I see that your Tridents will be giving a number of talks on underwater archeology, oceanography and climate change at the upcoming Trieste show, similar to what the Academy usually does at the EUDI show.
Yes. At the last EUDI show (2022) we organized five seminars by five Golden Tridents. They are all now on the Academy website. The site is bilingual in Italian and English. We will be doing something similar with the Trieste talks.
That’s great! And having the site in English and Italian should make it easier for more people to access
It’s absolutely necessary for us because we have many Golden Tridents in both France and the UK. We are thinking of organizing a kind of subsidiary Academy in France and the UK, because in France we have some 30 Golden Tridents and as many as eight or 10 in the UK. We may even do something in the US in the future to boost awareness there.
What other activities outside of granting awards and organizing talks has the Academy been involved in?
Ha. We got in a fight and we lost. Do you remember when there was the partial sinking of the Costa Concordia about a decade ago near the island of Giglio in Italy. There was a huge operation to recover the wreck. In order to lift it to the surface, the authorities built six giant platforms the size of a football fields. The plan was to put the wreck on a platform and tow it to a demolition site in Genoa. We said, “Please leave the platforms on the seabed; don’t destroy them. They would make an excellent diving site.”
I contacted the Mayor of the island of Giglio and he was enthusiastic. However, the Ministry said that everything had to be removed from the seabed. We tried and we failed. Now we are looking for ships that can be scuttled and made available for diving. Italy has 6000 km of coastline. Some parts are excellent for diving; there are wrecks, coral, and beautiful diving. But other parts have little to offer; it’s just sand, mud—not interesting.
So The Academy wants to create artificial shipwreck reefs.
Yes, exactly. The Italian Navy, for instance, currently has 28 ships that are out of service. We say, okay, why not sink them? It would create new diving sites and business and have a positive biological effect, by bringing life back to the ship. However, here in Europe it’s a political issue. The concern is potential toxic materials leaking into the environment. But we can clean the wrecks, remove any chemicals, and then sink them and create a benefit for the local economy. So the academy is engaged in this operation. The European bureaucracy has some fixed ideas and is slow to change, but we haven’t lost hope that we will succeed.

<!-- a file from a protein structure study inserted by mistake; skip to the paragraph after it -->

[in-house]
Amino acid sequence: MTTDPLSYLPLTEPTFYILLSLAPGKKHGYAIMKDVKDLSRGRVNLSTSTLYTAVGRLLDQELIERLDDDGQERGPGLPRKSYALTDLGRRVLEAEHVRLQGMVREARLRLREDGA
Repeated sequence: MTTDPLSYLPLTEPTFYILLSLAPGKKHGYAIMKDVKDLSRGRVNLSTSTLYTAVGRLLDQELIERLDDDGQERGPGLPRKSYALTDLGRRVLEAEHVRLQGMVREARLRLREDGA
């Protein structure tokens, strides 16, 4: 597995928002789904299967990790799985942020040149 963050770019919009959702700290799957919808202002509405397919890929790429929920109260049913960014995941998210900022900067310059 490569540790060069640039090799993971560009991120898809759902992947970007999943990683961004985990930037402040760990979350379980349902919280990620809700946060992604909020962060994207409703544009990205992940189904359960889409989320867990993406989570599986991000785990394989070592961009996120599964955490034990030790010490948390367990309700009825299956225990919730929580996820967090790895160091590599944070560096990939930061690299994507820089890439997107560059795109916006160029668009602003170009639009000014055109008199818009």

It’s a worthy cause that could benefit local economies, the diving community and the environment. It seems like a win-win all the way around.
Absolutely. You know, close to Genoa we have the main Mediterranean wreck, the Haven. It’s the largest wreck in the Mediterranean, an oil tanker. There are at least 10 diving centers that take divers to this wreck. They work all year around and they receive people from Germany, Scandinavia, UK, all over Europe. Because really, it’s not easy to make dives on a giant wreck like that one, though it’s excellent and beautiful. We want to create other opportunities in the Adriatic Sea, for instance.
We ran a story earlier this year on the MT Haven by one of our Belgium writers, Kurt Storms. Very interesting.
You were just elected president of the Academy. You have a new board of directors including IANTD Italy franchise owner Fabio Ruberti, and Italian explorer Edoardo Pavia. I understand that you and your new team want to take the Academy in a new direction.
Yes, in spite of the fact that we have made 250 Golden Tridents in our history, the existing Tridents number no more than 100 because many Tridents of the past have passed away. So, the Academy is gradually becoming smaller and smaller, because the new awardees are not enough to replace those leaving. Our idea is to open the Academy to a wider range of important people in the diving community. Up until now, to belong to the Academy, you had to have received a Golden Trident. Instead, we want to open the Academy to the best doctors, the best biologists, the best archaeologists, the best educators etc. We have talked about creating a committee of experts to identify the best people, and then invite them to join the Academy. Our target is to have an Academy, not of 50-100 people, but rather 200 or maybe 300 people. Not everyone, but the best. Then once a year, we will select people from the academicians to receive the Golden Trident.
It sounds a little like the Explorer Club model. Good luck to you in that. One last question before we go. What would you like our readers to know about the Academy and the Golden Trident?
We are proud to carry on a tradition more than sixty years old. It is a great responsibility and we try to do our best.
Thank you Paolo!
1960 WALT DISNEY – USA
1960 HANS HASS – AUSTRiA – VIDEO/PHOTO SCUBA PIONEER
1968 JACQUES DUMAS – FRANCE – FOUNDER OF CMAS
2017 SYLVIA EARLE – USA
ITALY’S TOP NAMES
1960 FOLCO QUILICI
1960 GIANNI ROGHI
1962 LUIGI FERRARO
1963 DUILIO MARCANTE
1964 ENZO MAIORCA
1967 BRUNO VAILATI (FILMAKER ANDREA DORIA -74)
1968 STEFANO CARLETTI (book’s author ANDREA DORIA -74)
2000 FAUSTOLO RAMBELLI (founder of Historical Diving Society Italy)
2003 ANDREA GHISOTTI (scuba reporter)
2011 PAOLO FERRARO Academy President, the son of Luigi Ferraro
2011 ANDREA PELLIZZARI – FREE DIVING RECORD
2017 EDOARDO PAVIA – MEMBER OF BOARD ACADEMY
2018 CARAMANNA GIORGIO – MEMBER OF BOARD ACADEMY